Multiple Claims Survive in Pharmacy Website Antitrust Case After Judgment on Motions to Dismiss

On Tuesday, Judge Kenneth M. Kara of the Southern District of New York entered mixed judgments on motions to dismiss — denying two, partially granting one, and fully granting the last — brought by defendants alleged to have staged a “group boycott” against LLC, the plaintiff, in an attempt to prevent the company from competing in the market.

The plaintiff, a company that offers accreditation for pharmacies worldwide and drug price comparison services, filed its complaint in August 2019 and an amended complaint two months later against the National Association of Boards of Pharmacy (NABP), Alliance for Safe Online Pharmacies (ASOP), Center for Safe Internet Pharmacies Ltd. (CSIP), LegitScript LLC, and Partnership for Safe Medicines Inc. (PSM), alleging that the defendants made coordinated efforts to suppress the plaintiff from engaging in business in the online pharmacy verification and drug price comparison industry.

Particularly, the plaintiff claimed that NABP added the plaintiff’s website to a list called “Not Recommended Sites”; that CSIP — an organization of “internet commerce gatekeepers” such as Google and Microsoft — ran targeted advertisements online against the plaintiff; that CSIP’s internet gatekeeping technology used to detect possibly illegitimate pharmacy websites began prompting a “red caution shield” and a warning to pop up when anyone clicked on search results for the plaintiff’s webpages; that LegitScript or NABP told one vendor to flag the plaintiff’s site as “not safe”; and that all of the defendants published “disparaging” articles about the plaintiff. The companies defended their alleged actions, claiming that the plaintiff was participating in unlawful drug importation.

“As a result of these actions, since March 2019, Plaintiff’s site traffic from organic search results has dropped more than 78%, and its monthly click-through revenue has dropped more than 77%,” the court explained, paraphrasing the plaintiff’s claims.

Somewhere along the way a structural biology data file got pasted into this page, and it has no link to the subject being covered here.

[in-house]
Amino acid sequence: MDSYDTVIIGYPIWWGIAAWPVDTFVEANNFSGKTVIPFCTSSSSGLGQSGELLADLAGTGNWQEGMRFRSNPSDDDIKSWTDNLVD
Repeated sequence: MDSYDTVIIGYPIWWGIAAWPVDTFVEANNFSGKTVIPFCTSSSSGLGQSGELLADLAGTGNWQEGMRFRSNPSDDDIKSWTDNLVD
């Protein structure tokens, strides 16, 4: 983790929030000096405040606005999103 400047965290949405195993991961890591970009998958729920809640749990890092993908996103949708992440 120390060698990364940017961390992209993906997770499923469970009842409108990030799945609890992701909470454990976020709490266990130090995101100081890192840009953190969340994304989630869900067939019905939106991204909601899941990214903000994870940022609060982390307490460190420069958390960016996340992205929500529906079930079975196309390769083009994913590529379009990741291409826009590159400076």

Four separate motions to dismiss were before the court: a joint motion by all defendants, one by PSM, one by ASOP, and one by LegitScript. The judge completely denied the joint motion and ASOP’s motion, partially granted PSM’s motion, and fully granted LegitScript’s motion.

The movants in the joint motion argued that the plaintiff failed to allege harm to competition, failed to establish injury from any alleged antitrust activity — claiming that the harm the plaintiff asserted was because the defendants were suppressing unlawful drug importation by the plaintiff — and did not sufficiently argue that a conspiracy existed. On top of those challenges, the movants claimed that the plaintiff is barred by a statute of limitations.

The court, in denying the joint motion, found that the plaintiff had adequately alleged antitrust injury. According to the court, since it cannot conclude whether the business of the plaintiff is completely illegal, the claim by the defendants that the plaintiff cannot allege an antitrust injury had no standing. The court sided with the plaintiff on the rest of the joint movants’ claims.

PSM and ASOP, in their respective motions, argued that the plaintiff did not sufficiently claim that they were a part of the alleged conspiracy and that they otherwise were protected by Noerr-Pennington, a doctrine meant to protect corporations petitioning the government from antitrust liability.

The court partially granted PSM’s motion as to its statements “aimed at influencing governmental action” through lobbying for policy around illegal drug importation, agreeing that a policy-driven motivation shielded PSM from liability. However, the court denied PSM’s motion “insofar as it seeks immunity for liability based on its other statements,” those which the court did not examine in the opinion.

In denying ASOP’s motion, the court found ASOP’s argument that its motivations for its public statements against the plaintiff were policy driven to be unconvincing “in light of Defendants’ alleged pivot from government to private advocacy,” the court said.

The court swiftly granted LegitScript’s motion to dismiss, finding no personal jurisdiction over the company.

The plaintiff is represented by Bona Law P.C. NABP is represented by Barnes & Thornburg LLP and Baker Botts LLP. ASOP is represented by Axinn, Veltrop & Harkrider LLP. CSIP is represented by Herrick Feinstein LLP. LegitScript is represented by Gordon Rees Scully Mansukhani LLP. PSM is represented by Ballard Spahr LLP.